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The City Journals

Taylorsville High teacher Levi Negley receives Excel Award

May 03, 2019 10:37AM ● By Jet Burnham

Members of Granite Education Fund surprised Levi Negley with his Excel Award during class. (Steven Powell/Granite District)

By Jet Burnham | [email protected]

Levi Negley loves teaching and thrives in the vitality of the classroom experience when students and teachers are tapping into learning together and growing from the experience.

“Teaching is not an idea, it’s an experience,” he said. “When you’re really on, it is like being plugged into a circuit. You feel that electricity move. It doesn't happen every day, but if it happens often enough that you can keep the heartbeat going; the pulse stays alive waiting for that next (charge), those are the paydays. That’s what keeps you in teaching.”

Negley has been teaching at Taylorsville High School for 10 years. He teaches 12th-grade English, Humanities and various AP and concurrent enrollment language arts classes. This spring, he received a Granite Excel Award, given to only nine teachers in Granite School District each year.

The secret of what makes him a great teacher is presence. Negley said he strives to embody the quality of being present in the classroom and with his students.

“It's something that I think is so primary and so foundational to the human experience but also to teaching,” he said. “You can have things in place, but if you’re not really present, if you’re not just right there in the moment with the students, then you can miss quite a bit—a lot of opportunities to build relationships and actually embody a warm climate.”

For Negley, being present begins by connecting with each student as they enter his classroom each day. He greets them by name, with genuine eye contact and physically connects with a high-five.

A student who submitted a statement for the award nomination wrote,

“Mr. Negley isn’t just a teacher—he is a motivator for many students. He not only makes learning fun and easy, he engages with every student and makes sure everyone is doing their best. He never fails to teach me something. I walk out of his classroom each time with something new, whether it be educational or personal. He will forever have an impact on my life and many of my fellow students.”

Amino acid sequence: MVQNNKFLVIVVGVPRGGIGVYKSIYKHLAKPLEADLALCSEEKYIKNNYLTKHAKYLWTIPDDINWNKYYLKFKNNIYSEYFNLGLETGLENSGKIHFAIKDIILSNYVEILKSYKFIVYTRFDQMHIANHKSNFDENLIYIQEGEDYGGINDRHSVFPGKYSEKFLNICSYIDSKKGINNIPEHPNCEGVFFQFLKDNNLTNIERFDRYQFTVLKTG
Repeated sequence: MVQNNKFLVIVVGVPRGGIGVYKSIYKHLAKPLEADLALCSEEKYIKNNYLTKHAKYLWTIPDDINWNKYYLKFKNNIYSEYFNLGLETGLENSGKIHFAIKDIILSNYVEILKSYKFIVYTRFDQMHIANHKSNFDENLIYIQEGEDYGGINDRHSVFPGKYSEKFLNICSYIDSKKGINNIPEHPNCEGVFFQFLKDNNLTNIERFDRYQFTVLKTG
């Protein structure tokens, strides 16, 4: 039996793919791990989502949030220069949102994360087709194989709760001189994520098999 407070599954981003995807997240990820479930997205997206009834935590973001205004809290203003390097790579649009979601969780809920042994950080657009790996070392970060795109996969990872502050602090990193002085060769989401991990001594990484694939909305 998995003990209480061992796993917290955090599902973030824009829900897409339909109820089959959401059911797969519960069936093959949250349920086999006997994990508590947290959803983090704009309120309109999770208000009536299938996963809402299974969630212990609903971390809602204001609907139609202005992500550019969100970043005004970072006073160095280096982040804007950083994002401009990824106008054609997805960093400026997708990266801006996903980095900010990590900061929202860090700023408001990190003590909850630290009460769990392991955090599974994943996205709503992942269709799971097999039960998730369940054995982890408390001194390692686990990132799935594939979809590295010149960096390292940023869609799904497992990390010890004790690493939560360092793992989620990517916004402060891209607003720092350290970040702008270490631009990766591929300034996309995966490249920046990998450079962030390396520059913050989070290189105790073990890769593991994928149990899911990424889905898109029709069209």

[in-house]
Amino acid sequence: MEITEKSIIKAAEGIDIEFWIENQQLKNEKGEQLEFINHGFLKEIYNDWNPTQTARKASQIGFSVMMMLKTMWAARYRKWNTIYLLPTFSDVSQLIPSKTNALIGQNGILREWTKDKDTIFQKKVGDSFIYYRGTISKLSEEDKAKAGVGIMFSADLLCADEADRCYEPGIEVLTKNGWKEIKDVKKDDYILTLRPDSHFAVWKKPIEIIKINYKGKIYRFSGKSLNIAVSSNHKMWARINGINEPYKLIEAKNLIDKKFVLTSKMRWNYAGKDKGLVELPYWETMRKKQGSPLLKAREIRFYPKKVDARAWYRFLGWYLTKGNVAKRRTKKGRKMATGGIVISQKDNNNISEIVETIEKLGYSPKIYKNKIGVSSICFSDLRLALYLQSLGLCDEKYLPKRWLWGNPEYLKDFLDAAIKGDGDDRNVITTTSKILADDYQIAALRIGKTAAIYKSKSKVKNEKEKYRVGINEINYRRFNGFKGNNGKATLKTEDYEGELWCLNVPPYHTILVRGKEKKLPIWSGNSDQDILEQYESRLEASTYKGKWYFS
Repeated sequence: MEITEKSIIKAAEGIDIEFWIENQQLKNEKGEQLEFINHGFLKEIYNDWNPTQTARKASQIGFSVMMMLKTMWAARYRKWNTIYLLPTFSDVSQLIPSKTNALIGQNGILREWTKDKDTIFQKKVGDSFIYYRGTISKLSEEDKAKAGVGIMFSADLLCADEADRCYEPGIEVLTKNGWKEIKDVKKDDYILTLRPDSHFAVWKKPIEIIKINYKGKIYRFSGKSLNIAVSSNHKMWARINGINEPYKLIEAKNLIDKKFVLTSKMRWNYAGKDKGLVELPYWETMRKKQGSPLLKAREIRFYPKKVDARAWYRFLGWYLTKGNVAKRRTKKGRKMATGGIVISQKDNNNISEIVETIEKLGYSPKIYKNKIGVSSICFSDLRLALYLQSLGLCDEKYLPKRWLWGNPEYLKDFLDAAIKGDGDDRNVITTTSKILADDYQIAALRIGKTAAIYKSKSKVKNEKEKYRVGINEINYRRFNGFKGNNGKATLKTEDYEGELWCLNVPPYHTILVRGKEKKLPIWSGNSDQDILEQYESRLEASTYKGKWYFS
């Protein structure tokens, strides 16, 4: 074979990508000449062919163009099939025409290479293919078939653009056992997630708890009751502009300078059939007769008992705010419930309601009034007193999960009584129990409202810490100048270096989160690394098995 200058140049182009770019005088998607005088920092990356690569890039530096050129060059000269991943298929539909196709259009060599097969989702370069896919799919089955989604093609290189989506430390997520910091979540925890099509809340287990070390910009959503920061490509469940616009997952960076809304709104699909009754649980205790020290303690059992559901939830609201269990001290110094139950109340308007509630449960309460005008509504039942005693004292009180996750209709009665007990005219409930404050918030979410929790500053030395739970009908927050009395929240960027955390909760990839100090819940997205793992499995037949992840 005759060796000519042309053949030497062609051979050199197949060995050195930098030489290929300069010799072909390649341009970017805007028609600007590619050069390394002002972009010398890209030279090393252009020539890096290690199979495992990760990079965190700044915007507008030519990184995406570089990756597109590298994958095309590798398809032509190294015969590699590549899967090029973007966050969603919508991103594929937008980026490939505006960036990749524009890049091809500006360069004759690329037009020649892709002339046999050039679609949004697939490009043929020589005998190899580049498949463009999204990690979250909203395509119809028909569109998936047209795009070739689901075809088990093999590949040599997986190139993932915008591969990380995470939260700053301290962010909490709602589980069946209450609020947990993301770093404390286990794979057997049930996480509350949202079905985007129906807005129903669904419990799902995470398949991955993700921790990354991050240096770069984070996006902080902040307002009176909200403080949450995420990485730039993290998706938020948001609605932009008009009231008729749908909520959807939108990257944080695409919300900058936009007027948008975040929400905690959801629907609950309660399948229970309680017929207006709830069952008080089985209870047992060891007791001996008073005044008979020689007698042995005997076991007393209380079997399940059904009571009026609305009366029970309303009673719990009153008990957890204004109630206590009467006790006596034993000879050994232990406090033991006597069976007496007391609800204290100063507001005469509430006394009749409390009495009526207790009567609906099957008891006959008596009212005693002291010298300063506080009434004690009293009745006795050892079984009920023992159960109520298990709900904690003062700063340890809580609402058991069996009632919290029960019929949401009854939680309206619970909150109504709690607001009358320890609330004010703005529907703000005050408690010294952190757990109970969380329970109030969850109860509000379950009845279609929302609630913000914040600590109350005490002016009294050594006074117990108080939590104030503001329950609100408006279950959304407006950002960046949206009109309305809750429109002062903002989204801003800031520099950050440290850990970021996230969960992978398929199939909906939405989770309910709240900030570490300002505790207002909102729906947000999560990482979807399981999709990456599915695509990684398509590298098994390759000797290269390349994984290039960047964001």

THS Principal Emily Liddell said the students respond positively when they feel how much their teacher cares about them, which is why he is a successful and popular teacher.

“He is very heartfelt in everything that he does,” she said. “He is the kind of listener that he looks right into your soul when you’re talking to him. He makes you feel like you are the most important person in that moment and that you have his undivided attention.”

He puts the same focus on presence when he speaks.

“When he talks, people listen; he just draws you in,” said Liddell. “You want to stop what you’re doing and pay attention.”

Negley’s teaching style stems from mindfulness, which he has trained in and practiced for several years. He believes mindfulness is most successful in an educational setting when it begins with the faculty and that a present, mindful teacher will be a better at, not just teaching, but everything that they do. 

“If we can get our teachers to have an understanding of what mindfulness is and they can be mindful in the classroom, then the natural evolution of that would be that they’d start to work with their students in some way, shape or form with it,” he said.

Negley hopes to someday transition into an administrative role where he can implement schoolwide mindfulness in a sustainable, systemic approach. He has already started working with his colleagues at THS.

“We’ve engaged in different ways of just being really present as a faculty and wrestling with difficult issues and holding multiple perspectives,” he said.

Negley teaches that mindfulness for a faculty is a set of tools that can establish a culture that is aware and heartful, that will “smooth the edges” of their work and open a deeper sense of community.

“I can’t even imagine the way that would radiate in the classrooms and the way the students would be held by that and then we start to support our students with practices,” he said. “I don’t know what that looks like but I know what that feels like.”

Liddell said whether Negley is presenting at a conference, a faculty professional development seminar or in the classroom, he transforms groups of people.

“When you leave one of his classes or one of his presentations, you leave changed, and you leave a better person,” she said. “I think his biggest strength is he makes you want to be better. It’s truly a gift that he has.”

Negley values teaching, his family, his students and the community.

“It's one life,” he said. “It's the ecosystem of your life—they all influence one another. When life passes through your room, you take some of that life and some of that life takes some of you with it and, in some small way, shape or form, the way that the people of this community think and feel—maybe if it's just a part of a shadow of feeling and thinking—part of that is because of our influence in this [school] building. Part of the way I think and feel is very much an influence from this community.”